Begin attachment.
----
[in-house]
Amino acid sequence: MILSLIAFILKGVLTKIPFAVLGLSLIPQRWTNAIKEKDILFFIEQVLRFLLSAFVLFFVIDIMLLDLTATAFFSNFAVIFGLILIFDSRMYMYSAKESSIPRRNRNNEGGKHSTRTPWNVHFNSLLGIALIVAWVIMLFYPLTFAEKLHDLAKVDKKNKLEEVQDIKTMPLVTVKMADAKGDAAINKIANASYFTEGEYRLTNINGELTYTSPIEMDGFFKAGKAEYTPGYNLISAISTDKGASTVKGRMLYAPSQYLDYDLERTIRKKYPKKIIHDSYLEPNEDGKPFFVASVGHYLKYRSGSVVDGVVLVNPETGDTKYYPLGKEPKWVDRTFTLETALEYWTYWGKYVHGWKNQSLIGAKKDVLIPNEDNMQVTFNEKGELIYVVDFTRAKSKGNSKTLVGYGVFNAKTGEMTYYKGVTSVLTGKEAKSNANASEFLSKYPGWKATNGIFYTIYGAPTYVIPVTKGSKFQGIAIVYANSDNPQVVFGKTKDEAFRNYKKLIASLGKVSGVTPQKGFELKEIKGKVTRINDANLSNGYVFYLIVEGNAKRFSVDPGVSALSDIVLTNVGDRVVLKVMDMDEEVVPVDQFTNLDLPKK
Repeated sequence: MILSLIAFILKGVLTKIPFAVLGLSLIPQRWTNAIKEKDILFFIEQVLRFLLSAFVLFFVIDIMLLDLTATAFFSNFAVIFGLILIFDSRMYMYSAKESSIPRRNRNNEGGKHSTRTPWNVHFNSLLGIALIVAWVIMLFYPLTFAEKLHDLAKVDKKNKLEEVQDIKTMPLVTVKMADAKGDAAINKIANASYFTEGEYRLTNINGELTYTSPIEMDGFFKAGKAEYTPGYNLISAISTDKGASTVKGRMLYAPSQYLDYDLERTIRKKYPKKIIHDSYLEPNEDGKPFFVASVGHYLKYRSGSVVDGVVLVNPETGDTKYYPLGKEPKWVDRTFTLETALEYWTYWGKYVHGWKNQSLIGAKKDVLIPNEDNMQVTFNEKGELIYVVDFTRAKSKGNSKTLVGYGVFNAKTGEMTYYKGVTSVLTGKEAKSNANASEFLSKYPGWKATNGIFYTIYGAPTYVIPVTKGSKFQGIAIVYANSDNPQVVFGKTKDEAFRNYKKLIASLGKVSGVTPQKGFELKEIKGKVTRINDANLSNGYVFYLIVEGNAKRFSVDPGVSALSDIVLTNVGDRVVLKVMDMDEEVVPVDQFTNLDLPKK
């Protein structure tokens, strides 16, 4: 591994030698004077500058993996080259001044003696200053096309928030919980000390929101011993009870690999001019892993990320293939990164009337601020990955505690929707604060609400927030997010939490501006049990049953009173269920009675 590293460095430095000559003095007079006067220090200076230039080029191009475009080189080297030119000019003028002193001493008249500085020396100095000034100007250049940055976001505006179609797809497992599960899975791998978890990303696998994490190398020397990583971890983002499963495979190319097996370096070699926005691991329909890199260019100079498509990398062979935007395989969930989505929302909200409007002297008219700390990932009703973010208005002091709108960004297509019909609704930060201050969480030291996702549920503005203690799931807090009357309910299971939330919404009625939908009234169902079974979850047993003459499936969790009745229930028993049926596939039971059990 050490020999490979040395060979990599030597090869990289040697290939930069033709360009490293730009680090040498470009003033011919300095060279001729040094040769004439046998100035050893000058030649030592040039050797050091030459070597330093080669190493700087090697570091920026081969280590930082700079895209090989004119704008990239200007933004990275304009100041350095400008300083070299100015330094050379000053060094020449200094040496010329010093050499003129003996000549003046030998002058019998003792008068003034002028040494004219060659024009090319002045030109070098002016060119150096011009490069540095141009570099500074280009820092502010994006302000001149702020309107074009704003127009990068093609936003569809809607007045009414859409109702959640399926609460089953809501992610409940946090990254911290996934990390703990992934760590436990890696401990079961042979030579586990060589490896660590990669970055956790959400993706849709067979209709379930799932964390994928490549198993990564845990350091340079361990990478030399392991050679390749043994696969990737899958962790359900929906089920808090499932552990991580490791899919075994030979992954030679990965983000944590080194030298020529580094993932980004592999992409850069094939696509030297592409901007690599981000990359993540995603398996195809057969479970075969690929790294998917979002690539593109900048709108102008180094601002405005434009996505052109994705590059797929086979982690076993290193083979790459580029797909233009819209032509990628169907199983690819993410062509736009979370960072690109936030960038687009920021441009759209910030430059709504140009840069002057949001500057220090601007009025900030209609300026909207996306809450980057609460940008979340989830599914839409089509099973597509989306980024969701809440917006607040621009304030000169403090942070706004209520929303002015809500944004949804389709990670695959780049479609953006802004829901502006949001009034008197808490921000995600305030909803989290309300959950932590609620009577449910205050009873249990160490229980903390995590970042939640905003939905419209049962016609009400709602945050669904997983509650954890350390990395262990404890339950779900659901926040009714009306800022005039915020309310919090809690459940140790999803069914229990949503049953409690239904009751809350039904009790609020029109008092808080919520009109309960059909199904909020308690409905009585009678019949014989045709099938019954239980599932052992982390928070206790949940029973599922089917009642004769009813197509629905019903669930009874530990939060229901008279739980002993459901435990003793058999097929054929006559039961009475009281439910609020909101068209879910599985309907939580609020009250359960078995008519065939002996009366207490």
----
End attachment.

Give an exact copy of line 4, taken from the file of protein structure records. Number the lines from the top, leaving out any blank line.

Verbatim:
């Protein structure tokens, strides 16, 4: 591994030698004077500058993996080259001044003696200053096309928030919980000390929101011993009870690999001019892993990320293939990164009337601020990955505690929707604060609400927030997010939490501006049990049953009173269920009675 590293460095430095000559003095007079006067220090200076230039080029191009475009080189080297030119000019003028002193001493008249500085020396100095000034100007250049940055976001505006179609797809497992599960899975791998978890990303696998994490190398020397990583971890983002499963495979190319097996370096070699926005691991329909890199260019100079498509990398062979935007395989969930989505929302909200409007002297008219700390990932009703973010208005002091709108960004297509019909609704930060201050969480030291996702549920503005203690799931807090009357309910299971939330919404009625939908009234169902079974979850047993003459499936969790009745229930028993049926596939039971059990 050490020999490979040395060979990599030597090869990289040697290939930069033709360009490293730009680090040498470009003033011919300095060279001729040094040769004439046998100035050893000058030649030592040039050797050091030459070597330093080669190493700087090697570091920026081969280590930082700079895209090989004119704008990239200007933004990275304009100041350095400008300083070299100015330094050379000053060094020449200094040496010329010093050499003129003996000549003046030998002058019998003792008068003034002028040494004219060659024009090319002045030109070098002016060119150096011009490069540095141009570099500074280009820092502010994006302000001149702020309107074009704003127009990068093609936003569809809607007045009414859409109702959640399926609460089953809501992610409940946090990254911290996934990390703990992934760590436990890696401990079961042979030579586990060589490896660590990669970055956790959400993706849709067979209709379930799932964390994928490549198993990564845990350091340079361990990478030399392991050679390749043994696969990737899958962790359900929906089920808090499932552990991580490791899919075994030979992954030679990965983000944590080194030298020529580094993932980004592999992409850069094939696509030297592409901007690599981000990359993540995603398996195809057969479970075969690929790294998917979002690539593109900048709108102008180094601002405005434009996505052109994705590059797929086979982690076993290193083979790459580029797909233009819209032509990628169907199983690819993410062509736009979370960072690109936030960038687009920021441009759209910030430059709504140009840069002057949001500057220090601007009025900030209609300026909207996306809450980057609460940008979340989830599914839409089509099973597509989306980024969701809440917006607040621009304030000169403090942070706004209520929303002015809500944004949804389709990670695959780049479609953006802004829901502006949001009034008197808490921000995600305030909803989290309300959950932590609620009577449910205050009873249990160490229980903390995590970042939640905003939905419209049962016609009400709602945050669904997983509650954890350390990395262990404890339950779900659901926040009714009306800022005039915020309310919090809690459940140790999803069914229990949503049953409690239904009751809350039904009790609020029109008092808080919520009109309960059909199904909020308690409905009585009678019949014989045709099938019954239980599932052992982390928070206790949940029973599922089917009642004769009813197509629905019903669930009874530990939060229901008279739980002993459901435990003793058999097929054929006559039961009475009281439910609020909101068209879910599985309907939580609020009250359960078995008519065939002996009366207490």